5.4.9 Aligning objects

Graphical objects which support the self-alignment-interface and/or the side-position-interface can be aligned to a previously placed object in a variety of ways. For a list of these objects, see self-alignment-interface and side-position-interface.

All graphical objects have a reference point, a horizontal extent and a vertical extent. The horizontal extent is a pair of numbers giving the displacements from the reference point of the left and right edges, displacements to the left being negative. The vertical extent is a pair of numbers giving the displacement from the reference point to the bottom and top edges, displacements down being negative.

An object’s position on a staff is given by the values of the X-offset and Y-offset properties. The value of X-offset gives the displacement from the X coordinate of the reference point of the parent object, and the value of Y-offset gives the displacement from the center line of the staff. The values of X-offset and Y-offset may be set directly or may be set to be calculated by procedures in order to achieve alignment with the parent object.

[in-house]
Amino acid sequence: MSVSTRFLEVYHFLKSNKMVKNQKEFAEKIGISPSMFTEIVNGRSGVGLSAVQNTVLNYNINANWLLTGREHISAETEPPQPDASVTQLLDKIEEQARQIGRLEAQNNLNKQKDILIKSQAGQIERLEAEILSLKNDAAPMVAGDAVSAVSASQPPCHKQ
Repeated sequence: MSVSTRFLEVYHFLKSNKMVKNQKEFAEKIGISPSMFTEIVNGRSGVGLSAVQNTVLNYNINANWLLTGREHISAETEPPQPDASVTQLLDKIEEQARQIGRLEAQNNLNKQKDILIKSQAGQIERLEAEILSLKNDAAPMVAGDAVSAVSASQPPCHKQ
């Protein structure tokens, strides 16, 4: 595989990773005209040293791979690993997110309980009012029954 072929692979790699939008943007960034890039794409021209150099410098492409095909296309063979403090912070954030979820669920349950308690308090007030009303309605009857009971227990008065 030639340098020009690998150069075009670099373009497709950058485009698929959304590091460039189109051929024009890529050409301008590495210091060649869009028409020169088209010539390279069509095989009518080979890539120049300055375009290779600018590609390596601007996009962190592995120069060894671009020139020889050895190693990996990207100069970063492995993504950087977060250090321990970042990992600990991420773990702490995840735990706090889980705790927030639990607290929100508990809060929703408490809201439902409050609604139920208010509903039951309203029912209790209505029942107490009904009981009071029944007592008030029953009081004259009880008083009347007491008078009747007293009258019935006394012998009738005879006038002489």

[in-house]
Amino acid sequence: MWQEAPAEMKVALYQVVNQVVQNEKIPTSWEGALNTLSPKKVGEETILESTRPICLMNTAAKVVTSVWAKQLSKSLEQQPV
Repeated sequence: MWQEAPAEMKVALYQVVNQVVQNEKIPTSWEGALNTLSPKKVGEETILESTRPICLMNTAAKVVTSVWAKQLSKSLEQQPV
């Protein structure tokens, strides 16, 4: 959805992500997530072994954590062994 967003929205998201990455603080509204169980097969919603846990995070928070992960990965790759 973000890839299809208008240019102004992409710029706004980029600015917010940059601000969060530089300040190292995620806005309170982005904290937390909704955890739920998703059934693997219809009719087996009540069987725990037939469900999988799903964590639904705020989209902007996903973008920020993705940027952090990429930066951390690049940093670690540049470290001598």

Note: Many objects have special positioning considerations which cause any setting of X-offset or Y-offset to be ignored or modified, even though the object supports the self-alignment-interface. Overriding the X-offset or Y-offset properties to a fixed value causes the respective self-alignment property to be disregarded.

For example, an accidental can be repositioned vertically by setting Y-offset but any changes to X-offset have no effect.

Rehearsal marks may be aligned with breakable objects such as bar lines, clef symbols, time signature symbols and key signatures. There are special properties to be found in the break-aligned-interface for positioning rehearsal marks on such objects.

See also

Notation Reference: Using the break-alignable-interface.

Extending LilyPond: Callback functions.

LilyPond — Notation Reference v2.25.8 (development-branch).